Minoan youths boxing
Pugilism, more commonly known as boxing, is a brutal sport where two people must fight with their fists. In everyday life this is understandably frowned upon, but when layers are stripped and squidgy gloves are donned, a spotlight appears and an area is cleared and ringed for the amusement of the crowds.
Boxing is not only a modern game. There is much evidence pointing to ancient rituals/games involving bare-fist fighting and indeed gloved fighting; according to Wikipedia. Some of the earliest records date back to the Bronze Age Minoan civilisation of Crete (1500-900 BC), a civilisation sharing with me, possibly among other things, a love of Nike and halloumi (but Wikipedia could not shed any evidential light on that one). Mine is an unyielding love for a turquoise blue training top and the cheese excellent when grilled, theirs for the winged goddess of strength, speed, and victory and they had cows so who knows?
So after I have wrapped my hands and wrists with Lonsdale attire and pulled on one and then a second glove with my teeth (since once one glove is on it is virtually impossible I would say to get the other on without the aid of my choppers) I am baying for blood. I envisage how similar and yet different this Upper East Side luxury gym setting is from the cruel ancient world of early boxing. Legend has it, for example, that the heroic ruler Theseus, said to have lived around the 9th century BC, invented a form of boxing in which two men sat face to face and beat each other with their fists until one of them died. It is possibly less straightforward to pick out the similarities here as I jab, upper cut, hook the standing bag in front of me while Beyonce blares out of the speakers in between a few squats and a star jump or two, but they do exist. At least punching is involved. Death, less so.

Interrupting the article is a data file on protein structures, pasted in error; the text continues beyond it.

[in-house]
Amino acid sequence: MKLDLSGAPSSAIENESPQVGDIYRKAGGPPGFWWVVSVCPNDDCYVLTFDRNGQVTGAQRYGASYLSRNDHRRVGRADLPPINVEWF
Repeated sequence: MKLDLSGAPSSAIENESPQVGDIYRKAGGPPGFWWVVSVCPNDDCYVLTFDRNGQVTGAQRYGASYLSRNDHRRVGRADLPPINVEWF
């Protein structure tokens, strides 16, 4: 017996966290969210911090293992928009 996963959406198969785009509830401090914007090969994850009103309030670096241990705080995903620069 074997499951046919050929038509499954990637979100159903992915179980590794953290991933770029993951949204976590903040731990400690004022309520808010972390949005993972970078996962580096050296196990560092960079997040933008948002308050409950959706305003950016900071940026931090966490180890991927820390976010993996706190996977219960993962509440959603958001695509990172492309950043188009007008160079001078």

Here, in the confines of the mirror bounded gymnasium, our aim is not a fight to the death, it is a fight for chizzled abs. We do not wish to destroy our fellow woman, we want to battle with our inanimate opponents alongside them, sweating profusely, and best case scenario, acquiring more toned upper arms.
Lest this needed further explanation, my new cross training regime involves Akin Williams’ Combat class. This martial arts expert is an intense trainer and even after only three sessions I am all too aware that it is probably best not to disappoint him. If I were to spend some time contemplating on what makes boxing a good and effective work out (in this setting where a bruise is rare) I would probably say it is the concentration to perform, accurately, the routines Akin demands of us. Thus essentially distracting us from the effort we put in.
Jab. Upper cut. Hook. Cross. Weave. Cross, upper cut, cross. Left kick… Right kick… Left kick. Off you go again!
One does not have time to consider how much their arms are aching. One does not have one second of free space in one’s mind to consider this to be an unhealthy volume of sweat. One does not have a moment to think about anything other than obeying the master. So one ends the hour long class devastated, physically crushed. Now one is ready for a cupcake, a long bath and a lie down while watching Steve Buscemi in “Who do you think you are?”, a step back in his ancestoral past, that does not require any input from me.